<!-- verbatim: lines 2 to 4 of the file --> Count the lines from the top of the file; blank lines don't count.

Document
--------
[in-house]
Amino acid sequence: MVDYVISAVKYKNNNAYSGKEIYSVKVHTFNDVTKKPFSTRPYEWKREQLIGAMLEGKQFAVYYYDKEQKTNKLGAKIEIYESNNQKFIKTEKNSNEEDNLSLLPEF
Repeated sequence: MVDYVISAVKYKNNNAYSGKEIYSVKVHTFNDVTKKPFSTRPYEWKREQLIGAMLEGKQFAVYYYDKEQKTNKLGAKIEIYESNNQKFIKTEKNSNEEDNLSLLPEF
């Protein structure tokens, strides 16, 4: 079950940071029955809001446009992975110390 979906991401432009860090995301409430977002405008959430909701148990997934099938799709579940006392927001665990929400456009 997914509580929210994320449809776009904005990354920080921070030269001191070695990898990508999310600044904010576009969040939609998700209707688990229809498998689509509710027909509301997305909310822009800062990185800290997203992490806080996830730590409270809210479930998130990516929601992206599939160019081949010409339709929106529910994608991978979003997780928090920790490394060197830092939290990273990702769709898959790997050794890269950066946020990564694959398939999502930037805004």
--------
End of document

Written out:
Amino acid sequence: MVDYVISAVKYKNNNAYSGKEIYSVKVHTFNDVTKKPFSTRPYEWKREQLIGAMLEGKQFAVYYYDKEQKTNKLGAKIEIYESNNQKFIKTEKNSNEEDNLSLLPEF
Repeated sequence: MVDYVISAVKYKNNNAYSGKEIYSVKVHTFNDVTKKPFSTRPYEWKREQLIGAMLEGKQFAVYYYDKEQKTNKLGAKIEIYESNNQKFIKTEKNSNEEDNLSLLPEF
């Protein structure tokens, strides 16, 4: 079950940071029955809001446009992975110390 979906991401432009860090995301409430977002405008959430909701148990997934099938799709579940006392927001665990929400456009 997914509580929210994320449809776009904005990354920080921070030269001191070695990898990508999310600044904010576009969040939609998700209707688990229809498998689509509710027909509301997305909310822009800062990185800290997203992490806080996830730590409270809210479930998130990516929601992206599939160019081949010409339709929106529910994608991978979003997780928090920790490394060197830092939290990273990702769709898959790997050794890269950066946020990564694959398939999502930037805004």